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PIP breast implants

Author: Abigail Frudd

Poly Implant Prosthesis (PIP) was a French manufacturer of silicone breast implants which were withdrawn from the British market in 2010 after around 47,000 British women (and 400,000 around the world, nearly half of whom were in South America) were fitted with them.  The majority of the  implants (95%) were fitted during surgery at private cosmetic clinics although some were fitted as part of reconstruction surgery following mastectomy for breast cancer.

PIP implants had been manufactured with unapproved silicone gel and, as a result, were twice as likely to rupture as other types of silicone breast implant. The silicone was found to be industrial grade and used in items such as mattresses but not approved for medical use in people.  Although rupture sounds alarming, it is not a serious health risk. Signs of rupture include lumpiness or swelling in and around the breast, a change in the shape of the breast, redness, pain and tenderness, a burning sensation and enlarged lymph nodes in the armpit.  It has not yet been proven whether PIP implants carry any long term health effects or an increased cancer risk.  If there are signs of rupture, imaging such as an ultrasound scan or magnetic resonance imaging (MRI) will confirm whether this is the case or not.

In the UK, a review recommended that there was no need for routine removal of such implants. However, if anxious or symptomatic then women should be able to have them removed if they want to. Around the world the response has been slightly different. In France there has been a call for all such implants to be removed as a precaution; Germany, the Czech Republic and Venezuela have taken the same stance. Despite the UK government taking a conservative approach, the opinion of the British Association of Plastic, Reconstructive and Aesthetic Surgeons has recommended removal of PIP implants as a precaution.

The French government is covering the cost of removal of PIP implants for the 30,000 women affected in France. In Venezuela removal costs are covered by the government but women will have to find the money for replacements. The Welsh government is likewise paying for removal and replacement of PIP implants.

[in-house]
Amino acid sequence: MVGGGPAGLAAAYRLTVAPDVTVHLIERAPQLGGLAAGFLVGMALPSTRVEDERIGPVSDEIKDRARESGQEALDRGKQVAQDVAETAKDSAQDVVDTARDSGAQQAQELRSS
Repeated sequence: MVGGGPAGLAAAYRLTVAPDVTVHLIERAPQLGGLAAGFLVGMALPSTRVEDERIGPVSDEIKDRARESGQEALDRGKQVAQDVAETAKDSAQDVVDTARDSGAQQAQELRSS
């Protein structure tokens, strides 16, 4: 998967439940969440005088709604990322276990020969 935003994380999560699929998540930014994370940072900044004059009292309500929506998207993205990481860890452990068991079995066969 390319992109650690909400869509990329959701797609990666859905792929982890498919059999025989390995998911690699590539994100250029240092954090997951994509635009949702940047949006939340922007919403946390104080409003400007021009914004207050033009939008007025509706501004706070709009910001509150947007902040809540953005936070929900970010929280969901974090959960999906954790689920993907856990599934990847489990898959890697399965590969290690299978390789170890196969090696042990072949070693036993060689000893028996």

Any PIP implants fitted as part of NHS treatment will be removed by the NHS. However, for those who had the implants fitted privately the remedy is not so easily obtained. Some private clinics have agreed to remove and replace PIP implants free of charge whilst others have closed down and some refuse to provide treatment without charge. The cost of such treatment privately is in the region of £8,000.

As a result of a recent case against German cosmetic-surgery certification agency, TUV Rheinland has been ordered to pay out £54.2 million clinical negligence compensation to 20,000 patients in Europe. This amounts to only £2,710 each, which will not meet the cost of removal and replacement of the fraudulently manufactured implants.  Of further small consolation to the women affected, the founder of PIP, Jean-Claude Mas, has been forced to apologise after being found guilty of aggravated fraud and sentenced to four years in prison. However, there has been no public apology from the cosmetic surgery clinics for using the faulty implants.

If you are worried about cosmetic or implant surgery under private or NHS treatment call our specialist clinical negligence solicitors on 01302 320621 for a confidential discussion.




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